With certain parameters, the system proved so sensitive to the initial conditions that it was estimated that quite literally a butterfly flapping its wings in one part of the world would be sufficient to cause a major storm to emerge somewhere else.
An arbitrarily small change could generate an entirely different history for the system. Obviously, acquisition and management of the precision and the amount of input data necessary for exact prediction pose an impractical problem, but the large scale of the atmospheric system is actually not the issue.
The difficulty arises merely from multiplying pairs of the variables in two of the three coupled equations. The question is whether, according to Clausewitz, wars are also nonlinear systems. Is War Nonlinear for Clausewitz? In Chapter I of Book One, Clausewitz engages the reader with three increasingly sophisticated definitions of war, each one of which is prominently marked by nonlinearity.
The first definition is that war "is nothing but a duel [Zweikampf] on a larger scale The course of a given war becomes thereby not the mere sequence of intentions and actions of each opponent, but the pattern or shape generated by mutually hostile intentions and simultaneously consequential actions.
The contest is not the presence or actions of each opponent added together. It is the dynamic set of patterns made in the space between and around the contestants. This may not be immediately evident if we think of a duel with swords or with pistols. But it is obvious in a match between two wrestlers, which is how Clausewitz himself suggests we imagine the Zweikampf literally "two-struggle" between opponents in war: the bodily positions and contortions that emerge in wrestling are often impossible to achieve without the counterforce and counterweight of an opponent.
Only if war were some hermetically sealed phenomenon could its fundamental nature rage on unchecked. This would require that war a be an isolated and sudden act without prelude, b consist of a single decisive act or set of simultaneous ones, and c achieve a result perfectly complete in itself. But Clausewitz contends that an actual war never occurs without a context; that it always takes time to conduct, in a series of interactive steps; and that its results are never absolutely final—all of which impose restrictions on the analytically simple "pure theory" of war.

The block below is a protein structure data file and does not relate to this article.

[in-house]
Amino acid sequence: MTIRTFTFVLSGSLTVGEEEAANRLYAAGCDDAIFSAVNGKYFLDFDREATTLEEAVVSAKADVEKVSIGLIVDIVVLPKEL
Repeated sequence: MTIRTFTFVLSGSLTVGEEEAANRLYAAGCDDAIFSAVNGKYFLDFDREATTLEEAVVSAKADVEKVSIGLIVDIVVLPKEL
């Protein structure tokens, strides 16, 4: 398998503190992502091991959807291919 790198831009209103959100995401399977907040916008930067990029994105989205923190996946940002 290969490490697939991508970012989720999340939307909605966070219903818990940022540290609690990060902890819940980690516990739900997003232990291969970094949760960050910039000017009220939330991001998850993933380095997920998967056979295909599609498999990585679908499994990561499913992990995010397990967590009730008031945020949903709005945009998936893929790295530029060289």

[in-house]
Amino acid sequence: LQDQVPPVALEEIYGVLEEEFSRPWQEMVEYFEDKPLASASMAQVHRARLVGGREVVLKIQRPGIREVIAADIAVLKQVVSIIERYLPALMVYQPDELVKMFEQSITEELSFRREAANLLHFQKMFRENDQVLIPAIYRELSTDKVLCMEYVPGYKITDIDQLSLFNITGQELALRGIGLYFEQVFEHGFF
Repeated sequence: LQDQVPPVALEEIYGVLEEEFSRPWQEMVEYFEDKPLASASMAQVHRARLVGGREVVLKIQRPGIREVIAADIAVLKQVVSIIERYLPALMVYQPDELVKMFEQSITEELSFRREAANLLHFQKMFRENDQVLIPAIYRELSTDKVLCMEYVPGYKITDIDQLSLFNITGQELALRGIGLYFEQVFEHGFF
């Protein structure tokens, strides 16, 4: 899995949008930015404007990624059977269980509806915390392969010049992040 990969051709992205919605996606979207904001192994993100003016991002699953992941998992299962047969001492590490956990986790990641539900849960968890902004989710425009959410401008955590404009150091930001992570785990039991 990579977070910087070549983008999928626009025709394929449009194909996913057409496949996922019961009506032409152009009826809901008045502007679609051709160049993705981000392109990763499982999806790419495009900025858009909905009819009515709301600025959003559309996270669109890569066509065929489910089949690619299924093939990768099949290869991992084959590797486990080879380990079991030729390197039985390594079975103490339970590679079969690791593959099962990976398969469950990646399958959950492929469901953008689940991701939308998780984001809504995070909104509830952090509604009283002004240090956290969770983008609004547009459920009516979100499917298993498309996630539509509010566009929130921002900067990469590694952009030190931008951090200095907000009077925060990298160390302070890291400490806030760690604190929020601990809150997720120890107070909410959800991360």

Any specific war is subject to historical contingencies; thus he concludes that the theoretical basis for prediction of the course of the war dissolves from any analytical certainties into numerical possibilities. The unique political situation is the context that bounds the system constituted by a given war. It must be considered carefully, Clausewitz argues, for the same political object can elicit differing reactions from different peoples, and even from the same people at different times Between two peoples and two states there can be such tensions, such a mass of inflammable material, that the slightest quarrel can produce a wholly disproportionate effect—a real explosion.
Yet the relationship is not static; it implies neither that the instrument is unchanging nor that the political goal or policy itself is immune to feedback effects.
Using another image of explosion, he argues: War is a pulsation of violence, variable in strength and therefore variable in the speed with which it explodes and discharges its energy.
War moves on its goal with varying speeds; but it always lasts long enough for the influence to be exerted on the goal and for its own course to be changed in one way or another That, however, does not imply that the political aim is a tyrant.
It must adapt itself to its chosen means, a process that can radically change it; yet the political aim remains the first consideration. The constant interplay is an interactive, feedback process that constitutes an intrinsic feature of war. War is, he says, a "true chameleon" that exhibits a different nature in every concrete instance. Then he concludes with a visual metaphor: "Our task therefore is to develop a theory that maintains a balance between these three tendencies, like an object suspended between three magnets.
The demonstration usually starts with a magnet pendulum hanging over one magnet; when the pendulum is pulled aside and let go, it comes to rest quickly. Positioned over two equally powerful magnets, the pendulum swings toward first one, then the other, and still settles into a rest position as it is captured by one of the points of attraction. But when a pendulum is released over three equidistant and equally powerful magnets, it moves irresolutely to and fro as it darts among the competing points of attraction, sometimes kicking out high to acquire added momentum that allows it to keep gyrating in a startlingly long and intricate pattern.